“Too Long – Didn’t Read” Version: We recommend Vet’s Preferred Dog Diarrhea Liquid.
- 1 Help! My Dog Has Diarrhea!
- 2 Why Does My Dog Have Diarrhea?
- 3 Fido, What Does Your Poop Mean?
- 4 When Is It Time To Panic?
- 5 Understanding Dog Anatomy: The Digestive System
- 6 Dog Diarrhea Treatment
Help! My Dog Has Diarrhea!
No pet parent wants to see their puppy sick, especially with the discomfort that comes with dog diarrhea. With the stinky messes, constant bathroom trips outside and unavoidable household cleanups — canine diarrhea is not a pleasant experience. Unlike cats, dogs have a tendency to put anything and everything in their mouth. That’s why it’s no surprise that diarrhea is such a common part of their existence.
Dog diarrhea is caused by a number of factors, ranging from simple digestive issues to serious illnesses. It is a common health condition characterized by loose bowel movements and abdominal pains.
While most cases are mild and easily treated at home with natural remedies, others could be a sign of more serious problems. Knowing what to watch for in regards to the triggers and symptoms can help you become a better, more prepared, pet parent when dog diarrhea does appear.
Why Does My Dog Have Diarrhea?
Many factors can trigger diarrhea in pets. Digestive issues such as eating grass, food allergies or sudden diet changes are common causes of puppy diarrhea that are easily resolved and typically last for a short period.
Watery bowel movements that last for more than 48 hours and are accompanied by additional side effects can be a sign of a more serious problem, like a parasitic infestation or life-threatening disease like cancer.
Below we outlined some of the most common reasons your dog may have diarrhea:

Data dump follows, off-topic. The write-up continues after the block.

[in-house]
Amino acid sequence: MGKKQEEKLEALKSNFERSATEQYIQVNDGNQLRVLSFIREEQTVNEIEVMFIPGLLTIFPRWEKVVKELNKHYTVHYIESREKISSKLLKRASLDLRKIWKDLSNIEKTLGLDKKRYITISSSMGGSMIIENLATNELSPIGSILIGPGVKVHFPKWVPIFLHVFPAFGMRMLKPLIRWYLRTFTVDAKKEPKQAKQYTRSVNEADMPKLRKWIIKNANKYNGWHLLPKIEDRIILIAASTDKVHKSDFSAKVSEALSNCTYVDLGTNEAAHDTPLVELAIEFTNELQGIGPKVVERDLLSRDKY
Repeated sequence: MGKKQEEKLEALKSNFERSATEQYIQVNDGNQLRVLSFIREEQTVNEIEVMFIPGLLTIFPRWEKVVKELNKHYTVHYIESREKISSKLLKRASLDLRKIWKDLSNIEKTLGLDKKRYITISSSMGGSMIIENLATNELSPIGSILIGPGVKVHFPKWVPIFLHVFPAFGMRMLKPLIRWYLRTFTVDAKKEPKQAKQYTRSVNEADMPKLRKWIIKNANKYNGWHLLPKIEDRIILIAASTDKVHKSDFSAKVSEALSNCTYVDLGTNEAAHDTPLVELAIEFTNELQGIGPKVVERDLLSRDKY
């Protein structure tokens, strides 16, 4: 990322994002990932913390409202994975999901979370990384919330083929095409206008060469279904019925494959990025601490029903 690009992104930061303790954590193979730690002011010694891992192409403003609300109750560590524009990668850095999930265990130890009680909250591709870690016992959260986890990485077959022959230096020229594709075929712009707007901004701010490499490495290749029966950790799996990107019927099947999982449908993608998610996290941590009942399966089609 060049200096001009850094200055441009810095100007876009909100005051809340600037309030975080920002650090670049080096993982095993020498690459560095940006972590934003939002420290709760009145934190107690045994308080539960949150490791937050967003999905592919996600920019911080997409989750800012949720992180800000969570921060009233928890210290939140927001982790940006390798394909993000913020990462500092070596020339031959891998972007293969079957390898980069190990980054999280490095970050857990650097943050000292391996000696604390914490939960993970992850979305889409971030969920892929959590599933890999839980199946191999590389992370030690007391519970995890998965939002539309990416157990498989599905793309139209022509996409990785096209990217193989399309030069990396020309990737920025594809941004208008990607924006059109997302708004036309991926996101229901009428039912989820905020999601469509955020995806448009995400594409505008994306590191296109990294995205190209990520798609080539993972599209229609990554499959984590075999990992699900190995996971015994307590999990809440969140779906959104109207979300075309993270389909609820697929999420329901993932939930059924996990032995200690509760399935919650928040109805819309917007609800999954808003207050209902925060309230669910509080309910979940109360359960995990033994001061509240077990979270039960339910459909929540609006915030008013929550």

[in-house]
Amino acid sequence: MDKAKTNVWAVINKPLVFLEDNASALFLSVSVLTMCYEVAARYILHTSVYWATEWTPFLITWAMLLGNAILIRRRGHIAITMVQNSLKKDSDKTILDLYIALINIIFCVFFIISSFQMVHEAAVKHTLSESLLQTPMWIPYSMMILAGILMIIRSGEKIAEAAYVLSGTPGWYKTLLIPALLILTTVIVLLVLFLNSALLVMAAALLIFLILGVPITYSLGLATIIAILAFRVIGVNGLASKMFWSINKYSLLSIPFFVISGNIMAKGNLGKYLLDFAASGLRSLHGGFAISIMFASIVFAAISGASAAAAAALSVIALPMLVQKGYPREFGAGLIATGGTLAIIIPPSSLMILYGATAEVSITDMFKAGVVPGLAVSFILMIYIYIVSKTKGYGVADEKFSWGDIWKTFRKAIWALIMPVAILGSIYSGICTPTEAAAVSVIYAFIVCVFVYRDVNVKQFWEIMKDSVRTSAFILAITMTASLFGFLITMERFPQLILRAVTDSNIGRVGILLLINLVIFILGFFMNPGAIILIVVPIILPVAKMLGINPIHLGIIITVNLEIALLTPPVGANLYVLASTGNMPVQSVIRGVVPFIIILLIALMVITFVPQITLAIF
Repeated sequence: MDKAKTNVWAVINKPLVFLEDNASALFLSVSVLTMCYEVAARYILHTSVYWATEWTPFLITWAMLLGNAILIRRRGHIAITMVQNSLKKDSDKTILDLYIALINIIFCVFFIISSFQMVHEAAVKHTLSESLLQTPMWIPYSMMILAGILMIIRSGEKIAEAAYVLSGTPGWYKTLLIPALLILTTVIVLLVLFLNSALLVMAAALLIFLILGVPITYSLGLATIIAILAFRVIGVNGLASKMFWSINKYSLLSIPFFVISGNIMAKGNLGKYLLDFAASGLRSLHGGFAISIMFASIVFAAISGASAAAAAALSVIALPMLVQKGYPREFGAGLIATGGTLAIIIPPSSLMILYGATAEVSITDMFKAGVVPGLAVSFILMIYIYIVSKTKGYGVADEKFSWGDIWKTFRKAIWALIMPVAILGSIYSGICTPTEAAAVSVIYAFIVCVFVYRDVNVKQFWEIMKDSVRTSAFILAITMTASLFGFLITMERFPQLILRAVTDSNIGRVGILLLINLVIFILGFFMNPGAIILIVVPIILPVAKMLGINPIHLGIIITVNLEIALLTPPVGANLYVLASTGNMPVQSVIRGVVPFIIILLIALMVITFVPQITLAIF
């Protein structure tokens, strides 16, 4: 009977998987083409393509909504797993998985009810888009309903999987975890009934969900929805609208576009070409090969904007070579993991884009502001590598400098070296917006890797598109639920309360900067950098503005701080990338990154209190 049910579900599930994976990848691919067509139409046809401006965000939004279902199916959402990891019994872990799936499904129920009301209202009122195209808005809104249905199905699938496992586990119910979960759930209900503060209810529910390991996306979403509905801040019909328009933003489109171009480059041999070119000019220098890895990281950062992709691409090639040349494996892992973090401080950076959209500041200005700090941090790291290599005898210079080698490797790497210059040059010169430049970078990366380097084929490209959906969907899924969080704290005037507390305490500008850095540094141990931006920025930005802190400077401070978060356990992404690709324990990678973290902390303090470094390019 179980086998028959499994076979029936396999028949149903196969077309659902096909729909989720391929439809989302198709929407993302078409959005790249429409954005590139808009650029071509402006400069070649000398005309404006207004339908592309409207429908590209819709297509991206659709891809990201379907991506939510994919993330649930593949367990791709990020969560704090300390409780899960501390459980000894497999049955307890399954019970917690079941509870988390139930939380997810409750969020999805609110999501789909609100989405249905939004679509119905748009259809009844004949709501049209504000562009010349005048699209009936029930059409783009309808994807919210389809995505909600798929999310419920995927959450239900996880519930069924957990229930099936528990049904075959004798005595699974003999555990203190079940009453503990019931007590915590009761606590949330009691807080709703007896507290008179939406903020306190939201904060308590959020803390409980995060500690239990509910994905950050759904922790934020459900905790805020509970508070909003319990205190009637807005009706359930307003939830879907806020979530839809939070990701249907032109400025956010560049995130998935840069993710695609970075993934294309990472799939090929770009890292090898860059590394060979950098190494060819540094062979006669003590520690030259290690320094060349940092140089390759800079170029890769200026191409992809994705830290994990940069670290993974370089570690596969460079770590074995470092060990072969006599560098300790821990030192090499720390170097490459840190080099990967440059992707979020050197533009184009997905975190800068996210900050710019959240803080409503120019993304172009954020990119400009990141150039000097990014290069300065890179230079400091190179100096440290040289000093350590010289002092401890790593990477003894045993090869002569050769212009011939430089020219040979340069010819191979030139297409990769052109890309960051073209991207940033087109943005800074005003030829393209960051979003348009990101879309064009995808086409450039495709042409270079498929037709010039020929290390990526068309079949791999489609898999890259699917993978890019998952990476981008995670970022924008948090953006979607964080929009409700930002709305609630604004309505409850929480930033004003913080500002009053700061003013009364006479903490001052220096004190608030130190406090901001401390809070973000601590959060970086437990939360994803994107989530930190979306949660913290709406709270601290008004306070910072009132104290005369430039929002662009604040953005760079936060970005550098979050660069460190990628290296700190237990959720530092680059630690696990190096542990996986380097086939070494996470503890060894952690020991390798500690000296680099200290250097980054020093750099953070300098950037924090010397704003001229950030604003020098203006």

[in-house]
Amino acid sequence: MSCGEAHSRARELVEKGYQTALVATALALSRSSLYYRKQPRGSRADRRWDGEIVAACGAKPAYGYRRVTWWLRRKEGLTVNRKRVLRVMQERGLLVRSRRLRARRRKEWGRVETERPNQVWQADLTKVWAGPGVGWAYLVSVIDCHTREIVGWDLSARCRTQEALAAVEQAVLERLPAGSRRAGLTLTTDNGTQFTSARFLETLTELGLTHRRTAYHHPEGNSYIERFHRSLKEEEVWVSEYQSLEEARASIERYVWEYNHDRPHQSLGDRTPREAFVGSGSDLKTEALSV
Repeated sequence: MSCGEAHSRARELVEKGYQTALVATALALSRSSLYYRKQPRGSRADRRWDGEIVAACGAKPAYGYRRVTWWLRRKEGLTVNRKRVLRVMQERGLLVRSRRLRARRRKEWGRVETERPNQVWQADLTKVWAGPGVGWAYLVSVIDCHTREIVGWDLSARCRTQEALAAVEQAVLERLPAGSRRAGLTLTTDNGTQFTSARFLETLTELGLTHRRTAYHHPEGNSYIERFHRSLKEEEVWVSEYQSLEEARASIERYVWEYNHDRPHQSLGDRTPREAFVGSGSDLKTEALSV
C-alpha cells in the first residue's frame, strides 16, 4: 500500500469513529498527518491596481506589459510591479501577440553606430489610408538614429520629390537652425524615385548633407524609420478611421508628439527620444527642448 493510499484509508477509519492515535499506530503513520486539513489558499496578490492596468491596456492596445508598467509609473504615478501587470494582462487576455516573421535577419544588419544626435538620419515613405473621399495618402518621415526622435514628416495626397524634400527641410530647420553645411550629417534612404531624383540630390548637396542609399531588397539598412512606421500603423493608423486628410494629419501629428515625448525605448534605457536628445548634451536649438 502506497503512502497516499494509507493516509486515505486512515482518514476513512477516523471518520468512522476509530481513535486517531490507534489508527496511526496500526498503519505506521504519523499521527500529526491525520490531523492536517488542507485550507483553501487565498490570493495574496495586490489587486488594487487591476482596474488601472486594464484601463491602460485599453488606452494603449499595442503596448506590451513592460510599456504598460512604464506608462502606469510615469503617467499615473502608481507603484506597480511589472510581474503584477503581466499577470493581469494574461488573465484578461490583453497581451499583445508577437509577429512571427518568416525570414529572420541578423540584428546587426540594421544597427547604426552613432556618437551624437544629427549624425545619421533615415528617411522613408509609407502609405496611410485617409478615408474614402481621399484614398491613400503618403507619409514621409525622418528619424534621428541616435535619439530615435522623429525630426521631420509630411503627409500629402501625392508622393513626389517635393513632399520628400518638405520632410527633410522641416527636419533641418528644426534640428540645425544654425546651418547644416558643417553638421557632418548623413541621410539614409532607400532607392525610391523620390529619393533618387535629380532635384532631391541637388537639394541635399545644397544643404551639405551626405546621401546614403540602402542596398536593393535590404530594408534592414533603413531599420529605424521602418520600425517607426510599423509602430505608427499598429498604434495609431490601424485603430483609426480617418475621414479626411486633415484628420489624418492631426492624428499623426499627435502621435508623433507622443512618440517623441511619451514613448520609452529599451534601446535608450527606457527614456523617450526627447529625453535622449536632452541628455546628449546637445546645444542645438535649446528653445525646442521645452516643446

Bad Diet Habits
Bad dietary habits are the most common causes of dog diarrhea. Most dogs –with their hearty appetite– will eat whatever they come across (including garbage and feces). Eating too much food or eating spoiled food can cause upset stomach, gas, and diarrhea. Some veterinarians use the term “garbage gut” to refer to dogs experiencing stomach problems as a result of eating poorly. Diets full of fatty foods, processed chemicals, and high salt and sugar content could disrupt the delicate balance of their digestive system.
Pet parents may also be guilty of contributing to their poor eating habits, by feeding them table scraps, sweets or too many commercial dog treats. The easiest treatment for this trigger would be to withhold food for 12 hours and then switch to a bland diet until their symptoms cease.
Recent Dietary Changes
It may take a few days for a dog’s digestive system to adjust to a new type of food. Take for example, a dog who has eaten dry kibble his whole life who suddenly switches to canned food. Their digestive system will experience a less-than-awesome reaction. Many vets and dog food manufacturers recommend that you gradually introduce new types of food into your dog’s diet. A quick transition could upset their stomach and not give your dog enough time to adjust to the proteins and carbs of the new brand.
Dogs who struggle with food intolerance experience uncomfortable symptoms such as diarrhea or gas on a constant basis. Certain dog breeds have hypersensitivity to foods rich in fat, gluten or dairy compounds.
For example, Irish Setters and Wheaten Terriers are known for their gluten intolerance, while Schnauzers are hypersensitive to high-fat diets. These sensitivities or inability to digest certain foods can cause uncomfortable diarrhea for your canine. If your pup experiences chronic dog diarrhea from a food intolerance, it may be time change their diet permanently. Once identified, dog owners should avoid giving their pets the particular stressor or start adding foods that help soothe their digestive system (i.e. more fiber, probiotics,etc.).
You will often see dogs with food allergies exhibit symptoms like itchy skin, vomiting or diarrhea. A dog’s sensitivity to certain foods can disrupt their digestive balance and cause abdominal pain and loose dog stool.